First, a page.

The recent profile by Michael Voris and Church Militant of Fr. Leonard Feeney (at first SJ and latterly MICM) — and certain other developments have resurrected interest in the much maligned native of Lynn, Massachusetts. The tragic tale of how America’s best-selling Catholic author was turned into a pariah over a doctrinal principle has been told and retold in various ways — often according to the slant or prejudice of the teller. He was even assailed as the “hate priest” in one national magazine — an epithet he was forced to share with Fr. Charles Coughlin. To that tale I have not much to add at this present moment, save to say that he was condemned as a heretic by many — although not the Holy See — for teaching what was held universally from the time of the Church Fathers up until at least the 17th century: that Baptism and membership in the Church are necessary for Salvation — or so says Pope Benedict XVI in his historical analysis of the issue. If to believe that the Church is indeed necessary for Salvation puts one outside the Church, then Fr. Feeney was outside the Church. But since folk who believe such are generally persuaded that all that is required for Heaven is sincerity, then Fr. Feeney must be a Saint in their eyes: no one who knows what he suffered for his beliefs — including the afore-mentioned loss of celebrity status — could possibly doubt his sincerity.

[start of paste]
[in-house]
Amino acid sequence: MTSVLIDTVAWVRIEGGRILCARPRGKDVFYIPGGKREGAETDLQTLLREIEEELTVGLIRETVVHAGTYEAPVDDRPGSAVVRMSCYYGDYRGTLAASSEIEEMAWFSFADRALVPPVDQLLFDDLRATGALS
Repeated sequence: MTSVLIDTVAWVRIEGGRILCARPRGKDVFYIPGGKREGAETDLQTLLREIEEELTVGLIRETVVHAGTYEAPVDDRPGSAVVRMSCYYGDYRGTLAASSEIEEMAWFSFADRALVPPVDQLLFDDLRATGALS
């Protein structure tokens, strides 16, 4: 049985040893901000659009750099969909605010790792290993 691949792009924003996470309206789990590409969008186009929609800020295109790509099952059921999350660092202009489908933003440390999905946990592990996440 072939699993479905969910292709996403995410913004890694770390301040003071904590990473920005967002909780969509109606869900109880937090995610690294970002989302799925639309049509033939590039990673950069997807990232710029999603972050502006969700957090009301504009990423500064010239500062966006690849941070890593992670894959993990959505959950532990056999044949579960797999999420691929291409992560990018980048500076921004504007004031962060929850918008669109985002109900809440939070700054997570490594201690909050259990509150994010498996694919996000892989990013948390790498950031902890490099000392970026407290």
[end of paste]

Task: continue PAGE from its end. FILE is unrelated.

In any case, our orthodoxy-shy era inevitably presumes that those who would stand up for dogmatic truth must be hateful, flinty, grand inquisitor types. Now, while I never met Fr. Feeney myself, for three decades I knew and worked with Br. Leonard Mary, MICM (J. Fred Farrell, Jr.), who came to St. Benedict Centre in Cambridge in 1942, and after returning from the army four years later stayed with Father and the Centre — acting as his chauffeur for at least 20 years, and driving with him all over New England. In addition, I have made something of a study of his books — not just his religious ones, but such works as London is a Place and his volumes of poetry and essays.
From his written work — as well as first-hand accounts — leaps his sense of humour and love of puns and wordplay. These, to be fair, are rarely the hallmarks of the bitter and the annoying. Fr. Feeney saw the absurd in the human condition, and that is almost a sure-fire defence against being embittered, even if you are put through what the superiors he had been trained to believe were the voice of God put him through.
Indeed, he loved the very different peoples he found himself among during the course of his career: the Irish-Americans he grew up with; The Welsh around St. Beuno’s, the dons at Oxford, and the sophisticates who came to Farm Street to hear such luminaries as Frs. C.C. Martindale, Martin d’Arcy, and himself; the Jewish cabbies and literary types (like that quintessential New Yorker Arthur Guiterman) whom he met while stationed in Manhattan as literary editor of America magazine; both Boston Brahmins and Old Yankees (to include such as the “Swamp Yankees”); and the Polish, Italian, French-Canadian, and other such ethnics settled around New England whom he could encounter in his daily jaunts. It was the catholicity of interest that allowed him to deal with the multiplicity of ethnic and personality types who clustered around St. Benedict Centre in the beginning — and to preach in front of the police statues on Boston Common.